Hrafntinna opens with clanging, strings, and horns cacophonously making their way into a sensible unity which is soon taken over by another excellent vocal melody. Another beautiful song, as every other on the album. The percussive clanging sounds like (and probably is) a mixture of found instruments–pots, pans, signs, and the like–and a traditional drum-set. It climbs in a similar fashion to Brennisteinn, the pinnacle achieving that wonderful height that gives me goosebumps.

Ísjaki is one of the singles Sigur Rós released prior to the album and is predictably one of the more accessible and familiar sounding songs on the album, which in no way detracts from its beauty. An excellent song all around, complete with a very catchy chorus. Yfirbor>, which follows it, is another short tune with more of a processed electronic feel that is, to me, very reminiscent of a song from () (their untitled record) which I can’t name from memory. Stormur, which comes after Yfirbor>, also reminds me of a song from (), but that may be the piano melody coupled with the vocals. Again (and I know I sound like a broken record,) this song is excellent. The arrangements on this trio of songs are truly marvelous.

The title track, Kveikur, is up next and brings back the darkness. This is one of the songs I got to see live, and I was practically winded when they finished playing it. It bears all the trademark features of Sigur Rós’ music, but wraps them within an entirely new framework. The darkness permeates throughout the high-energy song, and propels the song onward, generating a pushing sensation that demands an aural break, in this case in the form of a deconstruction of a few of the sounds present in the song, before finally letting you go. It is a tremendous song. Second to Brennisteinn on the record, in my opinion.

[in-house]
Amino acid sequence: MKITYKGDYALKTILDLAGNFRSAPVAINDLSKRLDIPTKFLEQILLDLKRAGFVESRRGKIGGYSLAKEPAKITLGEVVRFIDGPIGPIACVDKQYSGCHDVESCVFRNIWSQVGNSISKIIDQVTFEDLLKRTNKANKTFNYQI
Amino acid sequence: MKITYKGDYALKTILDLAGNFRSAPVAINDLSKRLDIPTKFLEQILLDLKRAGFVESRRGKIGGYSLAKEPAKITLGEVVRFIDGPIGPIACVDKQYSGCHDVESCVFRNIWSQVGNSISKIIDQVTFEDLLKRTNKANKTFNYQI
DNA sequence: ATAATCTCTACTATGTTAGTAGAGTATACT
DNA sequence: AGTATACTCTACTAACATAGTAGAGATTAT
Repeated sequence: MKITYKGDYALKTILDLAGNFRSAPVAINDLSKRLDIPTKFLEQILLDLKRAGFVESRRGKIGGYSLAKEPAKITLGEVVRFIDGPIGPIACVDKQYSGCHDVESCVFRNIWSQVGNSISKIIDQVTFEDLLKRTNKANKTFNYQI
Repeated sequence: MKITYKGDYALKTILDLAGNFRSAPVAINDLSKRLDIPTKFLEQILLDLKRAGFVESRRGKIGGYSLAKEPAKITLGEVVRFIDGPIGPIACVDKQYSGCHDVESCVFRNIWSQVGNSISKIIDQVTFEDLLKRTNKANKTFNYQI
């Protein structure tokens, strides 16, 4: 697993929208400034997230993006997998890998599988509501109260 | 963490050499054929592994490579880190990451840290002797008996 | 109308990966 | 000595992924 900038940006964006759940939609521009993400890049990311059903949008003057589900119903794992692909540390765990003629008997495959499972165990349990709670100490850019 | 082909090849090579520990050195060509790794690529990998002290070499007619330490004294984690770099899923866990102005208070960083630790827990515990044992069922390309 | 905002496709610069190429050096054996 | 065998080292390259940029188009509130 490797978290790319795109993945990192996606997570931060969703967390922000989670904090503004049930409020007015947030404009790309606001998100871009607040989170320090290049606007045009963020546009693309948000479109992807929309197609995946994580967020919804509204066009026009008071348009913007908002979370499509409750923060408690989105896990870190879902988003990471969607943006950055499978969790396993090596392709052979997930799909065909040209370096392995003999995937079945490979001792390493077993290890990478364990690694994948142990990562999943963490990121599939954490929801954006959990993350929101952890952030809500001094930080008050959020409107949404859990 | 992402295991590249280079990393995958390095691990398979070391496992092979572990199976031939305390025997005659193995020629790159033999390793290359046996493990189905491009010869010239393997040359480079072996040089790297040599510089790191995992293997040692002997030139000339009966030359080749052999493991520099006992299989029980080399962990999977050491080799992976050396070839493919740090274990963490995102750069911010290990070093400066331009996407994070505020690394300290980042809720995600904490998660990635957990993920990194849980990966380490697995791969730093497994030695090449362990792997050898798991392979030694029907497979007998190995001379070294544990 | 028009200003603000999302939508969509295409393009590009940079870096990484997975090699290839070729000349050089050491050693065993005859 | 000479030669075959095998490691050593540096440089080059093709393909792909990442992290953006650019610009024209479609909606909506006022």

Rafstraumur is a welcome calm that follows the powerful Kveikur. It sounds like songs from Með suð and moves in a way reminiscent of more traditional post-rock songs. Xylophones (or are they Vibraphones?) are used beautifully in the song, and add a nice texture to the crest of the song. Bláflrá>ur feels like a cross between Rafstraumur and Kveikur, containing parts both dark and light, maneuvering deftly between the two, lead by the tone and intensity with which Jónsi leads with his vocals. The album closes with Var, which feels like the end of the album. A great piano melody accompanied by lo-fi strings, bowed guitar, and that’s it. After the journey Sigur Rós takes the listener on in Kveikur, it is a welcome respite and the perfect segue for a return to the beginning of the album.

Kveikur really is an incredible album; one that moved me in a way few albums are able to. Sigur Rós typically has that affect on me, and I loved Valtari, but something about Kveikur seems like a true departure for the band which is something I wholly appreciate as a fan. 5/5

2 Responses

  1. A fabulous review, full of detail, technical nous and emotion. Beats mine by a mile 😉 Saw it posted on the band’s Kveikur tweet page. Yours is the best I’ve read thus far, particularly when NME and LATimes fell back on clichés.